Oprah Winfrey: The US Media Mogul

Painted by Migdad Eldikhery

Oprah Winfrey made headlines this week after her explosive interview with Prince Harry and Meghan that reverberated across the world and raised claims of racism and callousness toward a woman struggling with suicidal thoughts.

Of course, this is not the first groundbreaking interview that Oprah has presented to the world – her previous subjects have included the former US president Donald Trump long before he took office, Michael Jackson, The Obamas and Whitney Houston among others.

Winfrey was born in 1954 in a poor rural Mississippi household where she was subjected to many sexual abuses by her relatives and by her mother's friends. After several years she moved to live with her father in Nashville, where he worked as a barber and a freelance businessman.

She joined Tennessee State University and started working as a radio and television broadcaster in Nashville at a young age.

In 1976, 19-year-old Oprah moved to Baltimore, Maryland, and presented the talk show, The People are Talking. It was a great hit and remained so for eight years in a row. In a matter of months, thanks to her quiet, close-hearted style, Winfrey garnered an additional 100,000 followers, pushing her show from the last place to the top in the overall ranking.

This success carried her to greater national fame and for participation in Steven Speiberg's 1985 film The Color Purple, for which she was also nominated for an Academy Award for Best Supporting Actress.

Winfrey launched her own talk show, The Oprah Winfrey Show, to be a nationwide program with its broadcast on 125 channels and followed by 10 million viewers.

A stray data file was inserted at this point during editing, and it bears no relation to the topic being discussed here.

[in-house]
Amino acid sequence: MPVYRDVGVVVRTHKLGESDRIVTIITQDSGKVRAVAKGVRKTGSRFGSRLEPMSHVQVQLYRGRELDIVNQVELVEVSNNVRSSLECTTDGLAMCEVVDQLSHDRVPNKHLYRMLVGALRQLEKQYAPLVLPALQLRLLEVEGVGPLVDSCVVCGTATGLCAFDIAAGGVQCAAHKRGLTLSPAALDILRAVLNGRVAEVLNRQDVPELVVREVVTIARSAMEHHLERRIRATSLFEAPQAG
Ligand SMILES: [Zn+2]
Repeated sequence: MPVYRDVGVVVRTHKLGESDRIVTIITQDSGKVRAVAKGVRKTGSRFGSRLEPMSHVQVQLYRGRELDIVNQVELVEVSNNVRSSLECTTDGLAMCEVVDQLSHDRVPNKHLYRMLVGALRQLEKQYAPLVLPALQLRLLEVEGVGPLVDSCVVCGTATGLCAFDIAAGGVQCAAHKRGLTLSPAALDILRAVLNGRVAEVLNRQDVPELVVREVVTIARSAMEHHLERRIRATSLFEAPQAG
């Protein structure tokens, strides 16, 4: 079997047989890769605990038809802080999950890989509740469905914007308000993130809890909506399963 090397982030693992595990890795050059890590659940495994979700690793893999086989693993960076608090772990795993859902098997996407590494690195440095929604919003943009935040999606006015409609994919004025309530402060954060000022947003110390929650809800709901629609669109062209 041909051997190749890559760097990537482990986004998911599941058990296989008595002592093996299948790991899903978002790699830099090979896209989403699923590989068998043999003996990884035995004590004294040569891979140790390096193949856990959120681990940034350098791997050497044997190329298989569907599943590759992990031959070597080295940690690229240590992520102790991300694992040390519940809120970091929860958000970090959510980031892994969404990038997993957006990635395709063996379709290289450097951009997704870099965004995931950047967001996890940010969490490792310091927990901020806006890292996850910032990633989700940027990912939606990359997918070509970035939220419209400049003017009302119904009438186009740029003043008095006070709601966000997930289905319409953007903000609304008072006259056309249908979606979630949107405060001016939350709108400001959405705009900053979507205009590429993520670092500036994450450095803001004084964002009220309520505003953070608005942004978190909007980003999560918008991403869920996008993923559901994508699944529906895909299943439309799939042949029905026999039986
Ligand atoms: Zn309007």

Shortly after, Winfrey acquired ownership of the show from ABC, re-planning and equipping it under the direction of its new production company, Harpo (the name of the company represents the reverse order of the letters of the word Oprah) and thus began to make more money by selling the program to TV channels.

In 1994, talk shows began to turn towards ludicrousness and standards slipped dramatically and rapidly, but Winfrey stuck to her style, ensuring that her program would not become a mere magazine to display photo reports.

Although she expected failure at first, she did gain the respect of her followers and increased in popularity rapidly, as the series produced by her company Harpo won advanced ranks in the classification of short series such as The Women of Brewster Palace, in which she played the title role, and she also signed several film contracts with Disney such as Beloved (1998) based on Toni Morrison's Pulitzer Prize-winning novel.

Winfrey has made a significant contribution to the publishing world by launching the Oprah’s Book project, which has propelled many obscure writers to high places on the best-selling writers’ list. 

In 2015, Winfrey announced that her Harpo's Chicago studios would be closed in order to complete the merger with her new company and move to OWN's headquarters in Los Angeles.

Winfrey was then acting in Greenleaf, her first scripted television work, as it premiered on The OWN TV network in June 2016.

In the same year, Forbes announced that Oprah Winfrey was the richest African-American woman in the twentieth century and the only black American billionaire for three consecutive years.

Winfrey is also a child rights activist, and in 1994 US President Clinton signed a bill that Winfrey had proposed to Congress, aiming to create a national database that includes all those convicted of assault or child abuse.

She also created The Family For Better Lives Foundation and donated to her alumnus, Tennessee State University. In September 2002, she was named the first recipient of the Bob Hope Humanitarian Award from the Academy of Television Arts and Sciences. Life magazine, meanwhile, considered her the most influential woman among the girls of her generation and in 2005 Business Week magazine named her the greatest philanthropist in American history. Her company, Angel Network, has committed nearly $ 51 million to charitable work, including education for girls in South Africa and first aid for the victims of Hurricane Katrina.